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A Computer Vision Approach for Dynamic Tracking of Components in a Nuclear Reactor Core Model

Research output: Contribution to journalArticle

Original languageEnglish
Pages (from-to)1-14
Number of pages14
JournalNuclear Engineering and Design
Early online date25 Jan 2019
DateAccepted/In press - 15 Jan 2019
DateE-pub ahead of print - 25 Jan 2019
DatePublished (current) - 1 Apr 2019


The Advanced Gas Cooled Reactors (AGRs) are a vital component of the UK's electricity supply system. Their continued reliable operation is supported by safety cases that include assessments of their seismic resilience to their ultimate lifetimes. These assessments are developed via a complex programme of numerical simulations, physical modelling and shaking table testing. A quarter sized physical model representing a single layer of an AGR graphite core was developed at the University of Bristol (UOB) to test the dynamic response for various core array configurations and seismic excitations. The dynamic displacement response is significant, as displaced components may cause local or general distortions that could theoretically affect the channel shapes and the keying system of an AGR core, with implications on the fundamental functions of the reactor. This paper presents a computer vision approach for component displacement mapping. An infrared vision system and a high-resolution video system were employed to track all the components in the model core during a seismic event. The systems have proven to be fit for purpose, being able to map the position of the array components at a resolution of 0.1 mm and to reveal features of response that are useful for understanding the core dynamics. The employed hardware and tracking algorithms are general in nature, hence they are transferrable to other case studies involving multi-body assemblies under dynamic loading.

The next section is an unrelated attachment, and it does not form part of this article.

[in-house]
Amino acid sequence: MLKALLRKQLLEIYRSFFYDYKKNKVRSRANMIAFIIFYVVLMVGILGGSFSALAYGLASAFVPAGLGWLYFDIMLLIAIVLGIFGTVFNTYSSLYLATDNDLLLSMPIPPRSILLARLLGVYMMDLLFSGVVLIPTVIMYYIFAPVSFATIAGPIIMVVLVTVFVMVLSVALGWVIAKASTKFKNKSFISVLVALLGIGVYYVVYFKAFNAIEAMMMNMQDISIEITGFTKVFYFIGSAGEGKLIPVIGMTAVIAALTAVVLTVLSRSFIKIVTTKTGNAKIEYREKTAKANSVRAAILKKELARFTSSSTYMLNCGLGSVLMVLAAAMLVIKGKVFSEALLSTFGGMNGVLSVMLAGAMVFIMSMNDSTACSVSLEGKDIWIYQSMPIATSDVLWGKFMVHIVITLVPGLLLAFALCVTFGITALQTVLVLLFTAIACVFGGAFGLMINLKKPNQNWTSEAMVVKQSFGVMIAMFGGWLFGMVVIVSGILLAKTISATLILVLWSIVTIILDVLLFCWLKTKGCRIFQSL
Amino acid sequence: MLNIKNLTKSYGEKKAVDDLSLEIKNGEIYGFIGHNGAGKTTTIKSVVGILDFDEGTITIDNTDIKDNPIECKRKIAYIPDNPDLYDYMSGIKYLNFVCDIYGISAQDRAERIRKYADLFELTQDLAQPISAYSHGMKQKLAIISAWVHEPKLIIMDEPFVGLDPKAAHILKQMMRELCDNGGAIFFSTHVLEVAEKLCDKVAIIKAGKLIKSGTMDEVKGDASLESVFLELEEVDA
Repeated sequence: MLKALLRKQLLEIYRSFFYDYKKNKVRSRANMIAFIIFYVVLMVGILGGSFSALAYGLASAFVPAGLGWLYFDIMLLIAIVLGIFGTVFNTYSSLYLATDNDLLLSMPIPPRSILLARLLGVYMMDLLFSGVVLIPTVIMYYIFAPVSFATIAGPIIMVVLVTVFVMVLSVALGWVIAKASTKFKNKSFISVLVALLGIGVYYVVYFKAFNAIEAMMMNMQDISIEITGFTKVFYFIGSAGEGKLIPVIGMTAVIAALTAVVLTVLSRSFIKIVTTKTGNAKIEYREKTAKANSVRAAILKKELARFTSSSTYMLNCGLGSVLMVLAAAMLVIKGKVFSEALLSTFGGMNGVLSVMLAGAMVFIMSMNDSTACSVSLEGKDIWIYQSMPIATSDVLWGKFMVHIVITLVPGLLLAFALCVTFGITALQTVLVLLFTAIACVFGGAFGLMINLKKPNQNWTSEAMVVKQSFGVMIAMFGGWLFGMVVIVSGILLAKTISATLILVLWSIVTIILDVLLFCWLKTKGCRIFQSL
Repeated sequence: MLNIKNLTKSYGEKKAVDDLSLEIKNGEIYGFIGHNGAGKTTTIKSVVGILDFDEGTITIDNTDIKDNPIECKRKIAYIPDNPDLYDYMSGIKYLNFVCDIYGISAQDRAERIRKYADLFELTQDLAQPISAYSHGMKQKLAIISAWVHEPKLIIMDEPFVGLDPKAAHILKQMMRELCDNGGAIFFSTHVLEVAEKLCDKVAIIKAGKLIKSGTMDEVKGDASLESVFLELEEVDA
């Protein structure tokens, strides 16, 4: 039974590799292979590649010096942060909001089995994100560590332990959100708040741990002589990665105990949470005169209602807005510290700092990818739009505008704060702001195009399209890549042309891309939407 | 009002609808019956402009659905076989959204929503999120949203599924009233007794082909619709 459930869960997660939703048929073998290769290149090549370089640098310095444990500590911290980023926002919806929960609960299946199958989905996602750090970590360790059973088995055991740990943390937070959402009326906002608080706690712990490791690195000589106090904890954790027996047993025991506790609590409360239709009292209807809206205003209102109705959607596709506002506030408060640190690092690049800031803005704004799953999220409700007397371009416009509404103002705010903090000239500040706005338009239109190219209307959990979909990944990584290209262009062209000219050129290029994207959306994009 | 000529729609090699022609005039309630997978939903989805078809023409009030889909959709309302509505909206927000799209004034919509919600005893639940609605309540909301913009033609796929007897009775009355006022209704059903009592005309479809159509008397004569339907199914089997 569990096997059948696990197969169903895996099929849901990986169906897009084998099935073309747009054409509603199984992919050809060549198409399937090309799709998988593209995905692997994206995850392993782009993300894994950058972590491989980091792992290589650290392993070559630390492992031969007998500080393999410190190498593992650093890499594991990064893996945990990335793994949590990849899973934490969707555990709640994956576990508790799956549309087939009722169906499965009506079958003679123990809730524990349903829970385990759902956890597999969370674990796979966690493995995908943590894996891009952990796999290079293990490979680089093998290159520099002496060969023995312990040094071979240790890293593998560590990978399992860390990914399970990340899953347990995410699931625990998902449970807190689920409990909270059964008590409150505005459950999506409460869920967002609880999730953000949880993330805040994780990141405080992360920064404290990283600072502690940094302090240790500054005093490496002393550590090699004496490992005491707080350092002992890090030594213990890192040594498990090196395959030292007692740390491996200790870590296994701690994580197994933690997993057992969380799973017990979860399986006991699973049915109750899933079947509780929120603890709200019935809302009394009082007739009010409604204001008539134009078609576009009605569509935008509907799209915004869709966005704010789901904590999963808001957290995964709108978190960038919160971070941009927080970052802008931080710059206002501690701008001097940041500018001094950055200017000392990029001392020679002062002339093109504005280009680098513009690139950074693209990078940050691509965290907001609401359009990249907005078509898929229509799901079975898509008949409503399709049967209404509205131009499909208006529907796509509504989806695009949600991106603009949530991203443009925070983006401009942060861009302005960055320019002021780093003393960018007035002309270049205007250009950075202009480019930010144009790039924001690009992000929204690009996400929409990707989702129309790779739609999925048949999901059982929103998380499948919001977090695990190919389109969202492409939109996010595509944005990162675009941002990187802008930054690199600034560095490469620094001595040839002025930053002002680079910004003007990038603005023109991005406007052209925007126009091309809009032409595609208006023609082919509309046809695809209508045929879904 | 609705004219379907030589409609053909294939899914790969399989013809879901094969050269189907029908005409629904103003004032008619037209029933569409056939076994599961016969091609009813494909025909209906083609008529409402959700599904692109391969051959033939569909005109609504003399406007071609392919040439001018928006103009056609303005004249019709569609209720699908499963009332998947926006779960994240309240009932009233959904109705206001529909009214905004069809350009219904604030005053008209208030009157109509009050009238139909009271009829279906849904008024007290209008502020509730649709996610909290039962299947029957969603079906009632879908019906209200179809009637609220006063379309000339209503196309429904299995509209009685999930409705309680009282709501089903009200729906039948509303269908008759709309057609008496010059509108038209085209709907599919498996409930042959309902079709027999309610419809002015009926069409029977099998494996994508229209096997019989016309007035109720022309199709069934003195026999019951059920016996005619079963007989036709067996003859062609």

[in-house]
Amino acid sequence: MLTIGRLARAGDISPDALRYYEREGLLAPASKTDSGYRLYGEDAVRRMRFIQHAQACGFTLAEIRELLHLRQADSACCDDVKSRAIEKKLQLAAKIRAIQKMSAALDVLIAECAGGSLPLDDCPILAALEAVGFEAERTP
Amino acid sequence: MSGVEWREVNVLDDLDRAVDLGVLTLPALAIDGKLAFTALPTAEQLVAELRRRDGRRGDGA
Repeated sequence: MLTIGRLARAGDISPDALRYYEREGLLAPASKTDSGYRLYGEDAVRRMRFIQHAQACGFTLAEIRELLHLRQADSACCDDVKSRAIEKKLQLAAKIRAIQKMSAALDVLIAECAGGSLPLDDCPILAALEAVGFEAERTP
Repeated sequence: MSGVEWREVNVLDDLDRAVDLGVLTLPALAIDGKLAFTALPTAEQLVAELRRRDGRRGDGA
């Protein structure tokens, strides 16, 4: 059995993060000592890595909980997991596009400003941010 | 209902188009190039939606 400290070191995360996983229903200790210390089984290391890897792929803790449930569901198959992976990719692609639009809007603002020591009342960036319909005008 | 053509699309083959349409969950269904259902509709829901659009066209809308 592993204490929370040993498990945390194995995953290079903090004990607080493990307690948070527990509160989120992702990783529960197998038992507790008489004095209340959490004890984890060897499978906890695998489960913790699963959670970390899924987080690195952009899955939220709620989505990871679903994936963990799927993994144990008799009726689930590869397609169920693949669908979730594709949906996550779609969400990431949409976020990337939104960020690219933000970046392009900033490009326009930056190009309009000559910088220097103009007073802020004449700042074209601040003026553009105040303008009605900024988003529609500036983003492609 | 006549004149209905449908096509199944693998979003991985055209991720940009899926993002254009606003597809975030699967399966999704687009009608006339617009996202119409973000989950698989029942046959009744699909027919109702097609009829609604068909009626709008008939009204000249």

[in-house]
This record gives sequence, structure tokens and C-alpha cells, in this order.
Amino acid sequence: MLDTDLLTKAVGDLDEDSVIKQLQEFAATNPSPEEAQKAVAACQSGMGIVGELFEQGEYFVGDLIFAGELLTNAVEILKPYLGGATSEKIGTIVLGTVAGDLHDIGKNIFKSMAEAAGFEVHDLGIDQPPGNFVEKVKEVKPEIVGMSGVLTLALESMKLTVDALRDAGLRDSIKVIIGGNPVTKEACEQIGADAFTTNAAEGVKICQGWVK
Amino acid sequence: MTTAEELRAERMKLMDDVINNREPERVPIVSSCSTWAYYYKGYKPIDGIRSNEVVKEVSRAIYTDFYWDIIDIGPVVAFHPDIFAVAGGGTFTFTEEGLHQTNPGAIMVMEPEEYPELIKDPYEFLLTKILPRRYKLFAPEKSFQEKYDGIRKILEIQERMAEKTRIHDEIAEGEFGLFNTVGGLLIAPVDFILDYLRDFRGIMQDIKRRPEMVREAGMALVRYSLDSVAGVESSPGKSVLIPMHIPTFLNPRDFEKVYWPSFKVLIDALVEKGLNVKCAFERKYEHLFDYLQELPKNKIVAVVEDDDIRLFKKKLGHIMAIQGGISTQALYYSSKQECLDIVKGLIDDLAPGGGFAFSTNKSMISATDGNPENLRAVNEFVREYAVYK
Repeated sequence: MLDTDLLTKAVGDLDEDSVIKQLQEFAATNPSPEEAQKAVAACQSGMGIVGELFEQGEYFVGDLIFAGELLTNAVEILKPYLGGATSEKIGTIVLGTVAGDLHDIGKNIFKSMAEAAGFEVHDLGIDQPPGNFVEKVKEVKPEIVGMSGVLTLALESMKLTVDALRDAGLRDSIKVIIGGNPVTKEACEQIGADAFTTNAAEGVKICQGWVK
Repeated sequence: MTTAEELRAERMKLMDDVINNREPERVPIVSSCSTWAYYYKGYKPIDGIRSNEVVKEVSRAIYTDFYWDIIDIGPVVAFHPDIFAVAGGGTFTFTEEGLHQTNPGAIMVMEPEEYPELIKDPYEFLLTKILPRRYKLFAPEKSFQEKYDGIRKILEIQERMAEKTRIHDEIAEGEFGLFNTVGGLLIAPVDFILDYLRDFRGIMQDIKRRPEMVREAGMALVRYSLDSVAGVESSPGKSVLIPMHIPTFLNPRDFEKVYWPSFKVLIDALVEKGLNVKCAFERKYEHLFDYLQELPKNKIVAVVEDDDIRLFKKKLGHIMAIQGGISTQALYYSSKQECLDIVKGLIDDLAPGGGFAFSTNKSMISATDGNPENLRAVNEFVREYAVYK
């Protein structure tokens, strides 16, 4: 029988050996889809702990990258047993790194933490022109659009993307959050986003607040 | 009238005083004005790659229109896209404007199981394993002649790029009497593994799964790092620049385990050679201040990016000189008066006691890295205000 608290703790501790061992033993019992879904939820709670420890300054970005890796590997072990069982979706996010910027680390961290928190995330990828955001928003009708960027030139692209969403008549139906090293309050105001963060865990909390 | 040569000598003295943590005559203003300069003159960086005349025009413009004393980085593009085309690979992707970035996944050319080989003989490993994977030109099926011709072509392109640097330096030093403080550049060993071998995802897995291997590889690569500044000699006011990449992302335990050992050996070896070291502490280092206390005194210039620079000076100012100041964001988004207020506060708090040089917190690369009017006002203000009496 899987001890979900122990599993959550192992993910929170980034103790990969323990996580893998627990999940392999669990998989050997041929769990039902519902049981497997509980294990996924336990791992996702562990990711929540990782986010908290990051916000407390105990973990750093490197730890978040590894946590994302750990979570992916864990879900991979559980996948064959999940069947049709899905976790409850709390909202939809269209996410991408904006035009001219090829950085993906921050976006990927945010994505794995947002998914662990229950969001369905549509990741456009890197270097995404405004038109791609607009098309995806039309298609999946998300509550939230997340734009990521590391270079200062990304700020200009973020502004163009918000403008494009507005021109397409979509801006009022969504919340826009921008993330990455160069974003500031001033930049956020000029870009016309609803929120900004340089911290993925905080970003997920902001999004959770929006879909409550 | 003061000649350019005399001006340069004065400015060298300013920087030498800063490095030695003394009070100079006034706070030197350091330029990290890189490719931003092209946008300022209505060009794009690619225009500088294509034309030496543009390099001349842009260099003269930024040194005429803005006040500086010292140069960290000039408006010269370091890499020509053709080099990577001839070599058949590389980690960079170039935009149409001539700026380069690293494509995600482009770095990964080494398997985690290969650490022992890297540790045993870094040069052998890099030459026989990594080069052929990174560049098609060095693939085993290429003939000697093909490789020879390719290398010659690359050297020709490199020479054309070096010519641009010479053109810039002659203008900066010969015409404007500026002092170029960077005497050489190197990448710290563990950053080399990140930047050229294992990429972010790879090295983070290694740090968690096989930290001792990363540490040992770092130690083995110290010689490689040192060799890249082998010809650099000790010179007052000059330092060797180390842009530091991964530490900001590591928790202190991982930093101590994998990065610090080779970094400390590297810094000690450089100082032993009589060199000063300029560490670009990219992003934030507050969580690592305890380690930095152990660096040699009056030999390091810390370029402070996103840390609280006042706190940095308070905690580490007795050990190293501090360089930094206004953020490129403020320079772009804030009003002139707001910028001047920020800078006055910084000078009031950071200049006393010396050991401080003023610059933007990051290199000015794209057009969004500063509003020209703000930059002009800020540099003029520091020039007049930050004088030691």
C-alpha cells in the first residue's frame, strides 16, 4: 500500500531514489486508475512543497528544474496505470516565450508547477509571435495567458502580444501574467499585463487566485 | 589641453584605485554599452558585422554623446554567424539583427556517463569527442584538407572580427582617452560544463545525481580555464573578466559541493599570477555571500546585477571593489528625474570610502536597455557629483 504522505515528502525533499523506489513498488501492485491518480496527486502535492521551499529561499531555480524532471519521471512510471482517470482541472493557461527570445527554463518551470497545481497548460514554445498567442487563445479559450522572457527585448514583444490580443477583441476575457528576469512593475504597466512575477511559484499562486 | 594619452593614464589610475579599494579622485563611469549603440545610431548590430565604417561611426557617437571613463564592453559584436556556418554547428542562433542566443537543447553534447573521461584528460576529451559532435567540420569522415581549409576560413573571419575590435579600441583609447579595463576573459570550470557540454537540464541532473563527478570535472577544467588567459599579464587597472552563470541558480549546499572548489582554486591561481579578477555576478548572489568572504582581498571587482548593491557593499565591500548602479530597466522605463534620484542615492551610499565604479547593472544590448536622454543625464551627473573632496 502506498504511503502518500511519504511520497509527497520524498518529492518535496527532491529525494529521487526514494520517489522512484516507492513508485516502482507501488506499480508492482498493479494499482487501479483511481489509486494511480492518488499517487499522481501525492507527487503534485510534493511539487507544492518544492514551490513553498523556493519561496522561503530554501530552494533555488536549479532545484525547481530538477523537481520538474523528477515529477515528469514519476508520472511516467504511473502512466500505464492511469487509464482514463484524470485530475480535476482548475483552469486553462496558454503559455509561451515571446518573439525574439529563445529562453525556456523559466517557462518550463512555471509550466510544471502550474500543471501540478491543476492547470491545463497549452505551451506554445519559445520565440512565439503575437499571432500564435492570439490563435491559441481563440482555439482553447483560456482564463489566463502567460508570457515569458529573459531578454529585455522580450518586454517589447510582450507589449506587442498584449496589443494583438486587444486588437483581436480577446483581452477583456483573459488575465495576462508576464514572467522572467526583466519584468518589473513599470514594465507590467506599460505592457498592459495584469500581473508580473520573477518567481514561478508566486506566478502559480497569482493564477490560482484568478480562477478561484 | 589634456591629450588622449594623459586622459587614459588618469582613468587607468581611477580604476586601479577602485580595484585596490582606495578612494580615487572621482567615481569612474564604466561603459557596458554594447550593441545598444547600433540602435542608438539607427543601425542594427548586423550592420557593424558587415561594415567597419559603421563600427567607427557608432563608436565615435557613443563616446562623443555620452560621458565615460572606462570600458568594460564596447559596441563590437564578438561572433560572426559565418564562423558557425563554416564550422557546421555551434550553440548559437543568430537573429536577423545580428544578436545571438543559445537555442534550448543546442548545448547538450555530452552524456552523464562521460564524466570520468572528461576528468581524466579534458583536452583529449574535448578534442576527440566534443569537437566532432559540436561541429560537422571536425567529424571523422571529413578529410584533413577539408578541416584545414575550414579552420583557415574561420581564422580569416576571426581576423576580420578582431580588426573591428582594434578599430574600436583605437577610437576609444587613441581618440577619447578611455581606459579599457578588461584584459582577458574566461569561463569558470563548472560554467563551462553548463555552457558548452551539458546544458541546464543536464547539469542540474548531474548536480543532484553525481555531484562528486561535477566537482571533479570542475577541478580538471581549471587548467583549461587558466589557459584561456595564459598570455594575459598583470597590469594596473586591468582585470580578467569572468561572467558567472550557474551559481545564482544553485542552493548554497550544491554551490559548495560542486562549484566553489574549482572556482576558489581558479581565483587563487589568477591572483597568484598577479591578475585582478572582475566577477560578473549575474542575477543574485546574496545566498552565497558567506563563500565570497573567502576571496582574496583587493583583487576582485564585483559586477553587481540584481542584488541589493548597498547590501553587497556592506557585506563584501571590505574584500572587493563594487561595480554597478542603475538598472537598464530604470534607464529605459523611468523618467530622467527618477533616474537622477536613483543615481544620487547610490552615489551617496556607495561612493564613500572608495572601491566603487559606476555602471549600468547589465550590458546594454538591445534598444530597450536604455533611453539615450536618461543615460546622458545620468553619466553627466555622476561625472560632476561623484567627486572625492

Research areas

  • Advanced Gas Cooled Reactor, Dynamic tracking, High resolution video, Seismic testing



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    Licence: CC BY-NC-ND


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